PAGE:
The current presidential primary system has the first four, and arguably most important, primaries in the following states_ Iowa, New Hampshire, South Carolina and Nevada.
My biggest problem with this arrangement is that none of those states have a major urban area. Las Vegas is pretty far down the list in terms of city size, and is odd enough demographically, that I don't feel like it does a good job of representing urban interests.
As much as people like to play up the red state/blue state split, or the Northern-Southern angle, I think the real divide in this country is between the urban and rural populations. Because of the nearly even split, Missouri really exemplifies this dynamic. Urban and rural areas split very neatly on issues like educational rates, transportation issues, energy policy, and so on.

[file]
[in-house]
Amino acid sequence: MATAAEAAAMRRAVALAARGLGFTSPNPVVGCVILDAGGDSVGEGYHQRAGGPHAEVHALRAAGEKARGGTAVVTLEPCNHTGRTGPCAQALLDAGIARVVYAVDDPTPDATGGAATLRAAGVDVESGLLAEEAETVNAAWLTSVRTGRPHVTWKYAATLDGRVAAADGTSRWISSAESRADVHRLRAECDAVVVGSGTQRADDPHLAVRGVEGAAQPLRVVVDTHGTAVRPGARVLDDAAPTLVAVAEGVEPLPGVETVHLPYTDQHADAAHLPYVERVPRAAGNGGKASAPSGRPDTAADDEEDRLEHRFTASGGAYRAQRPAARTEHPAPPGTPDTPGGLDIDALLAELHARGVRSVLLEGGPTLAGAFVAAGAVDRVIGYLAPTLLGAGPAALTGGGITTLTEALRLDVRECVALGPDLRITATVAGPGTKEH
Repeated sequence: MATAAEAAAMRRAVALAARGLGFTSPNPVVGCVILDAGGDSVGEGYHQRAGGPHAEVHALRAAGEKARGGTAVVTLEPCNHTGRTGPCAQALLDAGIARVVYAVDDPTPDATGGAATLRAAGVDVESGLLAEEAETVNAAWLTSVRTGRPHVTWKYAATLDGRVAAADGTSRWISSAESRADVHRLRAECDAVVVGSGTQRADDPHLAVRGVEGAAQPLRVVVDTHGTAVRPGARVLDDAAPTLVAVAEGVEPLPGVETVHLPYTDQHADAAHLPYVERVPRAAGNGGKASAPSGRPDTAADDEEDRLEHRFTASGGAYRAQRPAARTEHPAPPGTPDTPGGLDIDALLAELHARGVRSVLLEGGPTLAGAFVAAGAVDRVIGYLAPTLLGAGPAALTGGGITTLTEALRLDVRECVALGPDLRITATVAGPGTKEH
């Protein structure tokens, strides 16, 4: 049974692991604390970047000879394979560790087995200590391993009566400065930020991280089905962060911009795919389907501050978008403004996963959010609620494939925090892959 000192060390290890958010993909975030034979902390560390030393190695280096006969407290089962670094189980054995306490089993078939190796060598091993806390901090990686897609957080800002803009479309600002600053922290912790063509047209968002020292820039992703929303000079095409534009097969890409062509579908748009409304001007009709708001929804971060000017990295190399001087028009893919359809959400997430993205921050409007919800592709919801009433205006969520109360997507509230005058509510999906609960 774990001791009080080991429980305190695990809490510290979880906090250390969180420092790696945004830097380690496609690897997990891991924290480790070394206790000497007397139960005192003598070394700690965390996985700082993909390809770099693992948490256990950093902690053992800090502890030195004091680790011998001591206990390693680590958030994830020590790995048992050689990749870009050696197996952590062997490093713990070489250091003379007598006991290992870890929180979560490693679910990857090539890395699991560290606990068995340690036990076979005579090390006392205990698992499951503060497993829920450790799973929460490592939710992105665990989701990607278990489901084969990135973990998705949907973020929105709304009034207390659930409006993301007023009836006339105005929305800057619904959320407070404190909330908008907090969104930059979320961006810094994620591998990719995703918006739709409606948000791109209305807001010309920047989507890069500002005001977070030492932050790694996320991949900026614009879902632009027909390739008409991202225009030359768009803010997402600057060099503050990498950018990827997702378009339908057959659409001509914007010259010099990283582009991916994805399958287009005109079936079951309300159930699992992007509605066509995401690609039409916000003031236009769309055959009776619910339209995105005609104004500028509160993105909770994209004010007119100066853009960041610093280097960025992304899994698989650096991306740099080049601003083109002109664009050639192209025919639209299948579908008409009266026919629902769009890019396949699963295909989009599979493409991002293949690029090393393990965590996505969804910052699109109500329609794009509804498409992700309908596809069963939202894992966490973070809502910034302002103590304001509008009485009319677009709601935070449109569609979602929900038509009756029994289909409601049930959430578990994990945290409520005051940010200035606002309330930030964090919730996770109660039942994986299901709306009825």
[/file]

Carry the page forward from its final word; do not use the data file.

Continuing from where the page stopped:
Look at this map of the 2004 US elections broken down county by county. To a large extent, what you see are mountains of blue surrounded by lowlands of red. That's the urban-rural split in action. In essence, what the Democrats are doing here is leaving their base out of the primary process, which seems foolish to me.